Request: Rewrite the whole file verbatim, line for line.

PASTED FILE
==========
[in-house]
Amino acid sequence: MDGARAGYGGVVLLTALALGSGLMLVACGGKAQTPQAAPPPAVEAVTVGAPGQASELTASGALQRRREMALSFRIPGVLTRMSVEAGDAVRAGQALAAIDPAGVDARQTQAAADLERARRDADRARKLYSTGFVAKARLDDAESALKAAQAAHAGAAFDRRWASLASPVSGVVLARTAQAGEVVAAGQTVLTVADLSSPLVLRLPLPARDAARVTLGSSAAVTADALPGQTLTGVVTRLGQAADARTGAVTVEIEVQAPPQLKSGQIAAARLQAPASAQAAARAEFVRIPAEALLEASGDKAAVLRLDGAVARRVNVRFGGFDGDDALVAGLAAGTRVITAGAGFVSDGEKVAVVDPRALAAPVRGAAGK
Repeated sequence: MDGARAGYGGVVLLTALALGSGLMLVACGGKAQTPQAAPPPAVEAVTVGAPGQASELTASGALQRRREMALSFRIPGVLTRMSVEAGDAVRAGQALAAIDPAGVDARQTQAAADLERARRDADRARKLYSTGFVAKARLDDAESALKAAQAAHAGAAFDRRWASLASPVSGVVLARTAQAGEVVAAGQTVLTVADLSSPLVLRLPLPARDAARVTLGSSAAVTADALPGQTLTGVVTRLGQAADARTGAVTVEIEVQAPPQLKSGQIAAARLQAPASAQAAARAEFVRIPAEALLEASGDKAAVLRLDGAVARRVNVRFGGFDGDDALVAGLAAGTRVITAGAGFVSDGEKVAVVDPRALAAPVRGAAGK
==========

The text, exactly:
[in-house]
Amino acid sequence: MDGARAGYGGVVLLTALALGSGLMLVACGGKAQTPQAAPPPAVEAVTVGAPGQASELTASGALQRRREMALSFRIPGVLTRMSVEAGDAVRAGQALAAIDPAGVDARQTQAAADLERARRDADRARKLYSTGFVAKARLDDAESALKAAQAAHAGAAFDRRWASLASPVSGVVLARTAQAGEVVAAGQTVLTVADLSSPLVLRLPLPARDAARVTLGSSAAVTADALPGQTLTGVVTRLGQAADARTGAVTVEIEVQAPPQLKSGQIAAARLQAPASAQAAARAEFVRIPAEALLEASGDKAAVLRLDGAVARRVNVRFGGFDGDDALVAGLAAGTRVITAGAGFVSDGEKVAVVDPRALAAPVRGAAGK
Repeated sequence: MDGARAGYGGVVLLTALALGSGLMLVACGGKAQTPQAAPPPAVEAVTVGAPGQASELTASGALQRRREMALSFRIPGVLTRMSVEAGDAVRAGQALAAIDPAGVDARQTQAAADLERARRDADRARKLYSTGFVAKARLDDAESALKAAQAAHAGAAFDRRWASLASPVSGVVLARTAQAGEVVAAGQTVLTVADLSSPLVLRLPLPARDAARVTLGSSAAVTADALPGQTLTGVVTRLGQAADARTGAVTVEIEVQAPPQLKSGQIAAARLQAPASAQAAARAEFVRIPAEALLEASGDKAAVLRLDGAVARRVNVRFGGFDGDDALVAGLAAGTRVITAGAGFVSDGEKVAVVDPRALAAPVRGAAGK